The Woman at the Well Read – John 4:1-26
Jesus is heading North to Galilee. Jesus is avoiding a controversial argument with the Pharisee regarding Baptism. The shortest route was through Samaria. Jesus sat down to rest at Jacob’s well outside the town of Sychar, to where his disciples went for provisions. This was on land bought by Jacob and bequeathed to Joseph, whose bones were buried nearby.
He asked a woman there for a drink. We know that Jews and Samaritans hate each other. Many have said this woman was a prostitute. I don’t think the woman was a prostitute. We don’t even know if she had a shady past. Jesus called her not to repentance, but called her to a life of giving and faith. and offers her living water.
This Samaritan woman fails to grasp that Jesus is not talking about physical, but spiritual water. The woman like all of us, needs physical water to sustain our lives. John supplies the theme to Jesus as Living Water, symbolizing Eternal Life and activity of the Holy Spirit
The conversation comes to an impasse, and Jesus changes to a personal focus to life and spiritual needs. Jesus invites her to call her husband. She replies she has no husband. Jesus agrees and says “You have had five husbands and the one you have now, is not your husband. This sentence is precisely why pastors have called her prostitute. But if you read closely, nothing says she is a Prostitute. John, as writer and Jesus as central character never give that information. Jesus does not invite repentance or speak of sin. She could have been widowed, divorced, abandoned, we don’t know but five times is heartbreaking, but not impossible. She sees and responds, “you are a prophet”.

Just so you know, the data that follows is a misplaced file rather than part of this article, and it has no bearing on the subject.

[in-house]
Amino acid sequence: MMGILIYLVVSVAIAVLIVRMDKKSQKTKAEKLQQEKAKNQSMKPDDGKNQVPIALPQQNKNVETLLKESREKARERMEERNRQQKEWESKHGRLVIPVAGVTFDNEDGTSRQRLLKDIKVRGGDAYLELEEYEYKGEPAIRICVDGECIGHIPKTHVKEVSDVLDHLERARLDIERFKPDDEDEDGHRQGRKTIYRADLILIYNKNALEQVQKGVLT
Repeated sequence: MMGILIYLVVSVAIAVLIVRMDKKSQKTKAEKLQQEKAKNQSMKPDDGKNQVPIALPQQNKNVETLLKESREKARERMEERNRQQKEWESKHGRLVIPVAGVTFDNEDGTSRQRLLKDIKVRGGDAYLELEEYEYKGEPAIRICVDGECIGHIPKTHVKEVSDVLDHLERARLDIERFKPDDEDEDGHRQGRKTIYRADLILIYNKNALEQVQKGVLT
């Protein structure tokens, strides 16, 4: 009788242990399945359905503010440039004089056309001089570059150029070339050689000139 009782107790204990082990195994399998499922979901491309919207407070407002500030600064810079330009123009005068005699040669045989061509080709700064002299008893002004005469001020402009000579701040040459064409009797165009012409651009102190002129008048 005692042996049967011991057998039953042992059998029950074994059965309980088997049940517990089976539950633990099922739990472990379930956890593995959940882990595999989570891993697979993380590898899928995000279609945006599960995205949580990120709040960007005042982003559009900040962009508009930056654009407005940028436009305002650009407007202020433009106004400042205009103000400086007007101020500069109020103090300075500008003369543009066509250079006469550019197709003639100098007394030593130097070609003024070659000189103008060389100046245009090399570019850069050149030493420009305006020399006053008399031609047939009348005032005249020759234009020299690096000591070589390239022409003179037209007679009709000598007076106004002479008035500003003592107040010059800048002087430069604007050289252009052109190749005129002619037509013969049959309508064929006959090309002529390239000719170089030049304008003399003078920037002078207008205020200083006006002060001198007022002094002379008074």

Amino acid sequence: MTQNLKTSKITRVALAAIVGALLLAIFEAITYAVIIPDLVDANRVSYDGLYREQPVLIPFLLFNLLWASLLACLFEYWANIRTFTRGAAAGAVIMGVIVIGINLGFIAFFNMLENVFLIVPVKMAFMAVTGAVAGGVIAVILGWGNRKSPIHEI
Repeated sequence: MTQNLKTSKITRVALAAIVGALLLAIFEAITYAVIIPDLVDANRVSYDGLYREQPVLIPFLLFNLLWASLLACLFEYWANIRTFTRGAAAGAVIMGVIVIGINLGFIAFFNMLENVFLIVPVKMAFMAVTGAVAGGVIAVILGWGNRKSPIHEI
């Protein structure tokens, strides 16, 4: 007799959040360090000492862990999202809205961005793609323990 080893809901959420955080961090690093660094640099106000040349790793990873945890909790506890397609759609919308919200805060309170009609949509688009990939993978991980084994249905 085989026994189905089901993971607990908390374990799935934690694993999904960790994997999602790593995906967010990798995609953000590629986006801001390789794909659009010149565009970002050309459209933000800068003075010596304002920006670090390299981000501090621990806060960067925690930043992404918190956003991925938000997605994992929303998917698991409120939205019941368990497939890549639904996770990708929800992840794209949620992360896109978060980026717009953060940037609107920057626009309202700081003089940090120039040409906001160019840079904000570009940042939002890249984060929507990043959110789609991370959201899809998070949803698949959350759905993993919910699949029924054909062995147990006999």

In John, “to see” is often connected to belief. She is making a confession of faith. Jesus has seen her plight of dependence, not immorality. Jesus has seen her plight and offered her something of incomparable worth. Living water, water for her soul, that will never run dry.
Jesus said to her, “Everyone who drinks of this water will be thirsty again, but those who drink of the water that I will give them will never be thirsty. The water that I will give will become in them a spring of water gushing up to eternal life.” The woman said to him, “Sir, give me this water, so that I may never be thirsty or have to keep coming here to draw water.”
She exists to Jesus. She has worth, value, significance, treatment that she is not accustomed too. Jesus speaks of her past, knowingly and compassionately, she knows she is in the presence of a Prophet.
John has not placed before us a morality tale. He offers this woman as a striking and inspiring example of faith contrast with Nicodemus, who came to see Jesus at night. For John, darkness and night are associated with disbelief or dark deeds. This woman of no account, with no name comes at noon. Not because she’s ashamed of her past and wants to avoid her neighbors; daylight signifies faith.
In the presence of “the Light of the world”, the woman leaves her ordinary tasks to run to tell of the one who sees us truly and deeply. One who loves us as we are, and commissions us to share this good news with others.
GLORY TO GOD!
Tune in Sunday for “The Woman at the Well”, another person who encounters Jesus on His Journey to the Cross.
I don’t know how, but I know Who?
Grace and Peace, Pastor Nelda
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